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Why hasn’t the US fully embraced the digital dollar? 

  • The US is still ambivalent on a digital dollar, despite President Biden's executive order pushing for research into a potential CBDC.
  • Lisa Pollina, Board Member, Atlantic Council of the US, discusses the hurdles to CBDC adoption and contrasts China's embrace of CBDCs with the US's interest in cryptocurrencies.
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Why hasn’t the US fully embraced the digital dollar? 

While many countries worldwide are exploring the potential of Central Bank Digital Currency (CBDC), China continues to expand its e-CNY in the market. China introduced its CBDC to the world at the Olympic Games in February 2022. For its part, the US Federal Reserve is conducting research and strategic planning regarding the potential implementation of CBDCs, spurred on by Biden’s executive order. Despite these efforts, America has yet to make a concrete commitment to adopting a digital dollar.

In the US, the CBDC would be a third form of the US Dollar after paper and coins. CBDCs are considered fiat currencies of a particular nation (or region) that are issued by – and regulated by – the overarching monetary authority of that country. Each CBDC is backed by the government that issued it and is part of the base money supply. The US Constitution determines what Congress can and cannot do to create and weigh money, and the Digital Dollar would be under that legal definition.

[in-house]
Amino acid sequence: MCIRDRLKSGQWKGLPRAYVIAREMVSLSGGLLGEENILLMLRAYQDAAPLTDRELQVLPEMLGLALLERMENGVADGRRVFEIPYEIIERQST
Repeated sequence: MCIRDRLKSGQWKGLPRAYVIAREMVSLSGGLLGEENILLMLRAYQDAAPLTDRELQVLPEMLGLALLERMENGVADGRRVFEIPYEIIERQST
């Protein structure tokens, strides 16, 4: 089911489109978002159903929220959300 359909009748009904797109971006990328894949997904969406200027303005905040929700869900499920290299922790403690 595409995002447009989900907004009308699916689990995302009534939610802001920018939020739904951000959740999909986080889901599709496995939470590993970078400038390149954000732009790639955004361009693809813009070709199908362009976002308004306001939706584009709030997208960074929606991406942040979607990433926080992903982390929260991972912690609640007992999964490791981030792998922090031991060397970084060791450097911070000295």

I spoke with Lisa Pollina, Board Member, Atlantic Council of the United States, about the hurdles in CBDC adoption, weighing the pros and cons. We also touched on China’s CBDC prevalence versus US interest in cryptocurrencies.


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